Even if you live alone, you occasionally run the vacuum, which is capable of pumping out 90 dBs – enough to damage your hearing in a couple of hours. So, if you plan to “run the vac” throughout the house, plug in your ear plugs and eliminate the stress on your ears. They’re already stressed enough.

Then there’s the hair dryer, blender, the food processor, coffee grinder. Electric mixer, music that follows you from room to room electronically (smart house owners take note). Getting overwhelmed yet? Don’t worry. These devices won’t alone cause hearing loss; however, over time cumulative exposure to them may.

Now, nobody wants to walk around the house with a heavy set of ear cups or even a noise cancellation head set. Overkill. And you may feel a little goofy, but consider keeping inexpensive foam earplugs stocked within the house.

So what exactly does cumulative mean? Consider this scenario. You have been running the vacuum for two and half hours and your vacuum is around 90 dB. After you run the vacuum you take a shower and now need to run the hair dryer for 20 minutes, this is also around 90 dB. Essentially you have now exposed yourself to 90 dB of sound for close to 3 hours and according to NIOSH for noise at 90 dB A; the maximum of exposure to prevent damage is 2 hours and 31 minutes, which you just exceeded.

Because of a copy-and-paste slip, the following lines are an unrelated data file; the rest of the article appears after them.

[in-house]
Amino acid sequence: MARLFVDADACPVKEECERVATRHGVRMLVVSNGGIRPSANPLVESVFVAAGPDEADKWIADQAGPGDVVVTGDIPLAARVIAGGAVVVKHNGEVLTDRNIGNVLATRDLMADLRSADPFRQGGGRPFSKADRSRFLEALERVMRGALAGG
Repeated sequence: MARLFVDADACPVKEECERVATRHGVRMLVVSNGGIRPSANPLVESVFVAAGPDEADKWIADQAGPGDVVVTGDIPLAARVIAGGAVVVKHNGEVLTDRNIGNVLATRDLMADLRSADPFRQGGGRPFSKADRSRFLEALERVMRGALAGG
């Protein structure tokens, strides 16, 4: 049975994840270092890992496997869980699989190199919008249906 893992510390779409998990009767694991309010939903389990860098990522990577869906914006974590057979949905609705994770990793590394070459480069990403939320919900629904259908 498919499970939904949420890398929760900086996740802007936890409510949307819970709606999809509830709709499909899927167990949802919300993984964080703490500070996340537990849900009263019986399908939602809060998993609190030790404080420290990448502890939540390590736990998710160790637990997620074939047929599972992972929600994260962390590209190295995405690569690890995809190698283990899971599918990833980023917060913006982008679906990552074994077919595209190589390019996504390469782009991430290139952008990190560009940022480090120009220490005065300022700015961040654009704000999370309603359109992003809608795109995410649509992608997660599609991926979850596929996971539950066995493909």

Our hearing is no different than our skin. We all know you should only allow yourself a certain amount of time in the sun without wearing sunscreen – the same is for your hearing. If you have been exposing yourself to loud noise here and there around the house it adds up and may cause damage over time.

Go Proactive and Enjoy the Sound Of Nothing

noisy home
Noisy home?

You don’t have to wear ear protection every minute of every day but you can turn down the sound throughout the house.

Turn down the radio. Turn down the Mp3 players and if you aren’t listening to one, tell your kids to turn theirs down. If you have just ran the vacuum for 2 hours, give your ears a break and don’t start in with another noisy household appliance.

Finally, take advantage of quiet time. It’s rare in any busy home.

Enjoy the sound of silence. Your ears will. When the kids head off for school, turn off all appliances and spend an hour or two reading or working quietly. Don’t plug in your kid’s MP3 player and dance around the house as you vacuum. Talk about a double whammy! Ouch.

Increase your awareness of noise in every aspect of your life. Outside, at work, at a party, when fireworks are set off – wherever you live, be aware of the sounds around you. And be aware of the danger of the cumulative effect of loud noise on hearing.

Keep you and your family hearing healthy by turning down the volume, unplugging the machinery and wearing ear protection whenever you’re exposed to loud noise at home.

And if your house is like most, that’s every day!

*To help support the mission of Healthy Hearing, this article contains affiliate links. If you purchase items through our affiliates, we get a small percentage of the sale.